-Use technology. I know that we have limited access to projectors and elmos (the tech committee is working on this!), but there’s nothing wrong with finding a techie teacher and planning a classroom swap for a portion of the day. That way, you can plan a lesson that uses resources online (feel free to ask if you need ideas) or take a virtual fieldtrip. Of course, we also have the MAC lab and carts to use.
-Manipulative math – do an entire math lesson and activity with only manipulatives. Great for geometry, algebra, number sense, fractions, computation, etc.
-Enjoy PE inside or out. You can do an activity with your buddies, with a neighbor class, or on your own.
While you are enjoying the paperless day, be sure to tell your students WHY.
According to the EPA:
Recycling one ton of paper would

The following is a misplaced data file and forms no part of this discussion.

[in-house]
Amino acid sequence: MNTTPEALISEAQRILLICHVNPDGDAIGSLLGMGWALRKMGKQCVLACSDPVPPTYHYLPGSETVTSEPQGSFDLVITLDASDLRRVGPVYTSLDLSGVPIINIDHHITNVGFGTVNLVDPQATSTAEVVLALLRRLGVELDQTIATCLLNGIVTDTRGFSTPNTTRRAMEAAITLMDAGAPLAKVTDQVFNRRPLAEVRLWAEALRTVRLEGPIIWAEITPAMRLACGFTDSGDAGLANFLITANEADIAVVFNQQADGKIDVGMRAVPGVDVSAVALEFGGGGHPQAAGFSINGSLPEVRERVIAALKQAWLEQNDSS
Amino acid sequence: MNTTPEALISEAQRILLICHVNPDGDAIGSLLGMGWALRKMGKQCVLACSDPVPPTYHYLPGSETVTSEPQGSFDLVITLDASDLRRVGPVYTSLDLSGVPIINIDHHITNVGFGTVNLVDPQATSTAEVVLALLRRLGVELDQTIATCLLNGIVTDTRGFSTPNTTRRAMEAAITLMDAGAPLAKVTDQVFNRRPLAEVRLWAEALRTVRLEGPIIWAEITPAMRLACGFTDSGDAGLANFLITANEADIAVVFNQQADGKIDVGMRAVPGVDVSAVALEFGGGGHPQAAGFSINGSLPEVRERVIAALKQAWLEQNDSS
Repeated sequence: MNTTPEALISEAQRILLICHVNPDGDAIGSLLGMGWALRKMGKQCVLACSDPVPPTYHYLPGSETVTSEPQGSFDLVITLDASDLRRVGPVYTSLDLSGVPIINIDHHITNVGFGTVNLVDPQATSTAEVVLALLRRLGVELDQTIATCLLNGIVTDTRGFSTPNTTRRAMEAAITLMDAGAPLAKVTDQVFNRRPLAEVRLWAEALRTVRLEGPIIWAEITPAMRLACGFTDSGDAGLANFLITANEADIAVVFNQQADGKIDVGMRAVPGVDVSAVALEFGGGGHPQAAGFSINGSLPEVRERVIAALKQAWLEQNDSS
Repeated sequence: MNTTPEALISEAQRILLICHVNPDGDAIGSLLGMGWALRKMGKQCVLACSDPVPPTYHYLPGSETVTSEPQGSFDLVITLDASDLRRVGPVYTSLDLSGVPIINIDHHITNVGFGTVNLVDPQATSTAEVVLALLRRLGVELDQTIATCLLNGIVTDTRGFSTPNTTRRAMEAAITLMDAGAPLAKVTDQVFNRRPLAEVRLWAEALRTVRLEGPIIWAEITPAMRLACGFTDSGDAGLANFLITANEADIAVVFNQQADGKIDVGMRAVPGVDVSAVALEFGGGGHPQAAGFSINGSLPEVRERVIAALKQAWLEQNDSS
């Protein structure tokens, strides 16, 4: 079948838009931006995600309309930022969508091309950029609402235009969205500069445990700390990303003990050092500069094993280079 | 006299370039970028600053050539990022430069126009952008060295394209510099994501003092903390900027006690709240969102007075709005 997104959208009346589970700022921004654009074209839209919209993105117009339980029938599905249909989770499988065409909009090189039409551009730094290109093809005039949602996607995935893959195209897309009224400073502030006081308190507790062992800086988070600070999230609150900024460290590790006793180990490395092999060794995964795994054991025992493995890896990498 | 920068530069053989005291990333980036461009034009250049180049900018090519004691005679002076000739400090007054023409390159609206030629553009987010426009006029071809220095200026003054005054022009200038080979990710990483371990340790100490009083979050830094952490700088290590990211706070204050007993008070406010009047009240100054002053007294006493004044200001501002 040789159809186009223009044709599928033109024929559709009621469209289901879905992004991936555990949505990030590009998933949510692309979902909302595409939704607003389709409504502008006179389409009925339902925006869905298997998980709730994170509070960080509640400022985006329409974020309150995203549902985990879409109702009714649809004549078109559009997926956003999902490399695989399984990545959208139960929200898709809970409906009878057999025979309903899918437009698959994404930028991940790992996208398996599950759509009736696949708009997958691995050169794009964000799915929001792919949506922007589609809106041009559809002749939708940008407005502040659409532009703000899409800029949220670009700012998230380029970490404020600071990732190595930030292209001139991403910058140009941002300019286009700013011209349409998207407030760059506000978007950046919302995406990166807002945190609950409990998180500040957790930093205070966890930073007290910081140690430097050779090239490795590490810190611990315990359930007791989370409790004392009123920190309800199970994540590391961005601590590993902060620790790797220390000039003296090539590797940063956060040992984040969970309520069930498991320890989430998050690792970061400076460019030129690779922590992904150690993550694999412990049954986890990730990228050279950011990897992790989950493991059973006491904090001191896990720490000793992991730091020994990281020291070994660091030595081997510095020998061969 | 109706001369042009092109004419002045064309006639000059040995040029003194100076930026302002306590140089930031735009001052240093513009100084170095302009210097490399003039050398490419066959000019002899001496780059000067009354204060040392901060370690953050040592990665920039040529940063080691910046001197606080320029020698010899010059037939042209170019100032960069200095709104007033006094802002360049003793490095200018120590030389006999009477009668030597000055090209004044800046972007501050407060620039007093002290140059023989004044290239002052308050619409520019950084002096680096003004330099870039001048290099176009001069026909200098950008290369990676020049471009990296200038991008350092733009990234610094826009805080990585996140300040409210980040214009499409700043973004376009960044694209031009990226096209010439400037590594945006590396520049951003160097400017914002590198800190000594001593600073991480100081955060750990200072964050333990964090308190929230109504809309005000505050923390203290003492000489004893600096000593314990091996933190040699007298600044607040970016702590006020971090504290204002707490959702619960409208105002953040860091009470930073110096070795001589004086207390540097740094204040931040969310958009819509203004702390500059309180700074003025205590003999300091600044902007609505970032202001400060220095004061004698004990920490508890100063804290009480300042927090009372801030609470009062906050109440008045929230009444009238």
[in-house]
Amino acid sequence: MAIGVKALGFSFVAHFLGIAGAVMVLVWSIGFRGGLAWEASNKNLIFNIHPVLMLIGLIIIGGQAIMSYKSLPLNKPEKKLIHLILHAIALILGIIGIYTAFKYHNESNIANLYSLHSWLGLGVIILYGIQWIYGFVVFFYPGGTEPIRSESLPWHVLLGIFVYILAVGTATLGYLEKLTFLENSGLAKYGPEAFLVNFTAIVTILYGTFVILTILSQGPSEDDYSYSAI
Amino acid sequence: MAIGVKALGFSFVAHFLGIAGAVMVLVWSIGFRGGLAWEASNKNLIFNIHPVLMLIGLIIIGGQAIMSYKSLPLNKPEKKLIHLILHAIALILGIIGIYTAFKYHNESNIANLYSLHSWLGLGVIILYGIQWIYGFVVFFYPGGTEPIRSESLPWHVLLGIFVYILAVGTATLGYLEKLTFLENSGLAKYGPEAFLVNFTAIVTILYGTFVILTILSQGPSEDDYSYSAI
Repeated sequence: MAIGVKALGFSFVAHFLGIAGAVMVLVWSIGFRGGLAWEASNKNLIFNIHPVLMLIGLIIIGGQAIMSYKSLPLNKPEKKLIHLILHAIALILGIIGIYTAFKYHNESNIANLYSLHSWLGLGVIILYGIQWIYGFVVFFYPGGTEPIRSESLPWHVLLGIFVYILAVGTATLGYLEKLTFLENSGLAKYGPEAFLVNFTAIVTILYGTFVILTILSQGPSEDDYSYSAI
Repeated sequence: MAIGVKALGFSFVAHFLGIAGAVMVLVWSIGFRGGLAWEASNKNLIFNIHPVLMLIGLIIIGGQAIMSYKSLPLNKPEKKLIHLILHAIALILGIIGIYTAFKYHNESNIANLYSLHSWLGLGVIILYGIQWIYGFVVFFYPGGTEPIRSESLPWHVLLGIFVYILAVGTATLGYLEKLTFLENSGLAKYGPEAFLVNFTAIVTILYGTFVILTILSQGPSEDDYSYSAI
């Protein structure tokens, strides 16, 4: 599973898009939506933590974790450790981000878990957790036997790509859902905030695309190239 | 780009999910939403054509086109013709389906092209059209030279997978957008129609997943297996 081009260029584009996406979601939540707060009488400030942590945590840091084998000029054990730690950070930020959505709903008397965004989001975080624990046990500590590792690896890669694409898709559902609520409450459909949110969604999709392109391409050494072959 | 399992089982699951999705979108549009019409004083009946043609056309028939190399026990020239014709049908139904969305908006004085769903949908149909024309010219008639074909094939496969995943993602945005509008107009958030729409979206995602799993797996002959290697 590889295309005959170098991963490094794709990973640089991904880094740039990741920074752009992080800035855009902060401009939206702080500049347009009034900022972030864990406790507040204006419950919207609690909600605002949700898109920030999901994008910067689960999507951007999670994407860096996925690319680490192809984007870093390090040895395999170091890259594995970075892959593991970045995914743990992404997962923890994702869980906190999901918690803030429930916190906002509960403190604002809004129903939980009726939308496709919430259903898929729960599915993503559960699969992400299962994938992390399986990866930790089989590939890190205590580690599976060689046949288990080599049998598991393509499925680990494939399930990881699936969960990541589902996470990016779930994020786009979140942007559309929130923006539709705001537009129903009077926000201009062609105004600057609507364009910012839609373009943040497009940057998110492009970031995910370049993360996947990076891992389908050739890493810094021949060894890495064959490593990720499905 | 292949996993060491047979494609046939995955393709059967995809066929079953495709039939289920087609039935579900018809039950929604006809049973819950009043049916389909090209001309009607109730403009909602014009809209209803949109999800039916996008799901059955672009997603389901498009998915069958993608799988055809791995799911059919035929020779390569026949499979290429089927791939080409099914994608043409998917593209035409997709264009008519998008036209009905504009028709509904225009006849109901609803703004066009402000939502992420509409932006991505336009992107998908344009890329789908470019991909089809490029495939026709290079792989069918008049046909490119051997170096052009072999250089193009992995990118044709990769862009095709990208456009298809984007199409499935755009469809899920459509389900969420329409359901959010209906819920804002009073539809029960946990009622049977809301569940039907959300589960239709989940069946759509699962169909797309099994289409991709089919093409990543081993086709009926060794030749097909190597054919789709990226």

• Save enough energy to power the average American home for six months.
• Save 7,000 gallons of water.
• Save 3.3 cubic yards of landfill space.
• Reduce greenhouse gas emissions by one metric ton of carbon equivalent (MTCE).
But not using the paper to begin with would do so much more.
Click here if you would like to take the pledge:
Earth Day 2010 Action Center
Just found out this week that I was accepted to the first ever Google Teacher Academy for Administrators. Yay for me! I have several friends and colleagues that have been through the program, so I think I have some idea about what an exhausting, inspiring, and amazing day it will be in San Antonio, and I can’t wait. I met Brian Van Dyck (aka @PodPirate) at the Krause Center for Innovation yesterday while scoring MERIT applications, and I really appreciated what he told me.
He said (my paraphrased interpretation) that when I get there, I should just zip open my brain in the morning, let all of the goodness fall in, zip it up that night, and let it consume me. He went on, it’s not about the day, it’s about the network (I KNOW!!). I will become a part of an amazing community of educators with a common vision and drive and the opportunities are limitless. I may never be the same again.